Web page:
When I first started reading books by Josephine Angelini, I couldn't help seeing a lot of comments saying, "This sucks. Go and read Starcrossed instead." Or "I loved Starcrossed, but this book is just terrible!"
Well, here I am, reading Starcrossed at last, and I don't see what all the fuss is about. It's not that great. It manages not to be completely terrible, thankfully, but the characters are really flat and the plot is full of holes. We're cursed with an overpowered female protagonist surrounded by a plethora of semi-decent characters which manage to keep me reading, but most of the reading is rather painful.
The plot itself is an interesting premise that I haven't seen before. If you like Greek mythology, then you'll find a lot of references to the Trojan war, and Aphrodite and Apollo and what-not which will be a pleasant surprise to find in the YA genre.
Oh, except for the fact that all of these high-school characters are demigods who are direct descendants of the Greek gods (which apparently are real, the Trojan war REALLY HAPPENED guys, you wouldn't believe), and they all have superpowers.
Did you get all that? Okay, that was the simple part.
The not-so-simple part is that there are all these families which are forced to hate each other and kill each other by these Furies, due to being descended from different sides of the original Trojan war...or something...and there's a reason why the protag is called Helen, and her love interest's dad is called Pallas, and there's actually another characters called frickin' Hector and there's a dead guy called Ajax...
Look, I'm not even going to explain how many plot holes are shredding this story apart here. It really speaks for itself. Let's get into the meat of the book.
Our protagonist is Helen. She doesn't know it, but she's a demigod from one of these Houses, but her mother left her dad years and years ago and left them in the shitter. She whines about it, complains about her life, has a bunch of friends at school that I didn't really give a monkey's ass about, and has practically no flaws whatsoever.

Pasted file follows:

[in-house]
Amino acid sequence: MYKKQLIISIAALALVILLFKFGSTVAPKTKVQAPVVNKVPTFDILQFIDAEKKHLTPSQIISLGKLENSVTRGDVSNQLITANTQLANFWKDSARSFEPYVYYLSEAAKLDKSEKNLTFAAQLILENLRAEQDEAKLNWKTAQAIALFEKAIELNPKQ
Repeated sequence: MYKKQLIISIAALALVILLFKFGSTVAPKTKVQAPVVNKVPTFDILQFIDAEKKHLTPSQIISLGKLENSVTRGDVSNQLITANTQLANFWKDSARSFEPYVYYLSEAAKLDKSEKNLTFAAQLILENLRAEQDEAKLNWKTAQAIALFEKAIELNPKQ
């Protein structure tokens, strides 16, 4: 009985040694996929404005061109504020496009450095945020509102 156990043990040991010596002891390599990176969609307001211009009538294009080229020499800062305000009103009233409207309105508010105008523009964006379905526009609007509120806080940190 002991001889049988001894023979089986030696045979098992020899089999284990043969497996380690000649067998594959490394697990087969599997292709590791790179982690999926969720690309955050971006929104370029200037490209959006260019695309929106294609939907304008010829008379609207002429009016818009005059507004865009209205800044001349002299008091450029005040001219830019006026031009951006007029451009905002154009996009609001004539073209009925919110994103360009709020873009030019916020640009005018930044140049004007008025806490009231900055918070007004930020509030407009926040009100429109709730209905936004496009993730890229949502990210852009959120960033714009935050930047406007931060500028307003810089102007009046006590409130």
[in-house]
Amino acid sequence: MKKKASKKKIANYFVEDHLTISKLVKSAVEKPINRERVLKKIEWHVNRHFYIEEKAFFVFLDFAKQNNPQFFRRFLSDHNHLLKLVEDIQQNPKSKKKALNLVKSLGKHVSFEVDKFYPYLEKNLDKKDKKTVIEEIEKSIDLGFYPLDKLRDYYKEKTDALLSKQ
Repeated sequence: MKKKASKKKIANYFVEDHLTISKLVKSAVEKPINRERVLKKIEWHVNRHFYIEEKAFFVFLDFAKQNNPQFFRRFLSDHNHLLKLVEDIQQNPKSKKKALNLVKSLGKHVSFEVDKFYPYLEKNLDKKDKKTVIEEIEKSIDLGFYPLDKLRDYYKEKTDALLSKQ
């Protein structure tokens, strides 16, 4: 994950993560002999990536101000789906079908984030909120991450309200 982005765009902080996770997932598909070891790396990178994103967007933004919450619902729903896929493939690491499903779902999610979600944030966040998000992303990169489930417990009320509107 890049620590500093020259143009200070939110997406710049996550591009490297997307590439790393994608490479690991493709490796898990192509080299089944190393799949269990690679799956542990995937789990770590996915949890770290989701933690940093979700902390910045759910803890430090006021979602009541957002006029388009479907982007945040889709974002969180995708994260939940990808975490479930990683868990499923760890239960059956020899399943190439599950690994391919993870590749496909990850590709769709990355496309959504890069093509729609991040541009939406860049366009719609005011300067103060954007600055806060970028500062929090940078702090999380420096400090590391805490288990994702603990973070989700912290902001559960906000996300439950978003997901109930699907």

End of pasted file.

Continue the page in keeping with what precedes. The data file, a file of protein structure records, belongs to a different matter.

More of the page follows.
Oh, and later on she can fly and fire lightning from her fingertips. Go figure. Go fucking figure.
The term "Mary Sue" gets brought up a lot in the YA fandom. Personally, I think it's overused. It feels like a lot of female reviewers just holler "SHE'S A MARY SUE, BOOK SUCKS, KTHANXBAI" as soon as they discover that there's a strong female protagonist who annoys them in some insignificant fashion. It's stupid, really. Just making a big deal out of nothing.
But Helen? Okay, I'm afraid I have to say that she's ridiculously overpowered and doesn't really seem to struggle with everything. Also - in the first half of this book, she is immune to all bladed weapons. You could stab her with a sword and it would bounce right off her skin. (There's a reason for this, but it just seems so superficial at the time.)
I haven't even started on the Delos family yet, the other main characters in this book. Actually, they're all fairly decent. Fairly decent demigods that is, with superhuman powers.
The love interest, Lucas, is an interesting character. To begin with, he and Helen hate each other - because they're from different Houses - and the book is pretty hard to read for a good dozen chapters. It's just about them hating each other for no reason. Thankfully, this soon changes and they start falling for each other.
But they can't fall for each other, because as soon as they have sex then it will start off the whole Trojan war again or something. It sounds so ridiculous in concept.
Oh, and Lucas' special power? He can always tell when someone is lying to him. Early on in his relationship with Helen, he forces her to tell him how he really feels because otherwise it makes him feel uncomfortable that he can tell she told a lie. Even if it's a harmless lie. I don't know, this just didn't sit right with me.
Not to mention that HE lies to her occasionally. Doesn't stop him.
There's a load of other villains called Tantalus and Creon, many of which are extremely generic. Yeah, that's really their names.
Overall, the book was a mixed bag to me. It's ridiculous and tries to take itself too seriously, but there is some cool magic stuff going on. I guess. Most of the non-magical characters get the short end of the stick really.
It's a trilogy, too. I'm not really interested in reading the rest. I don't care about Helen and Lucas' relationship, especially since Helen isn't the best-written character in the world. Really, I preferred the other books by this author.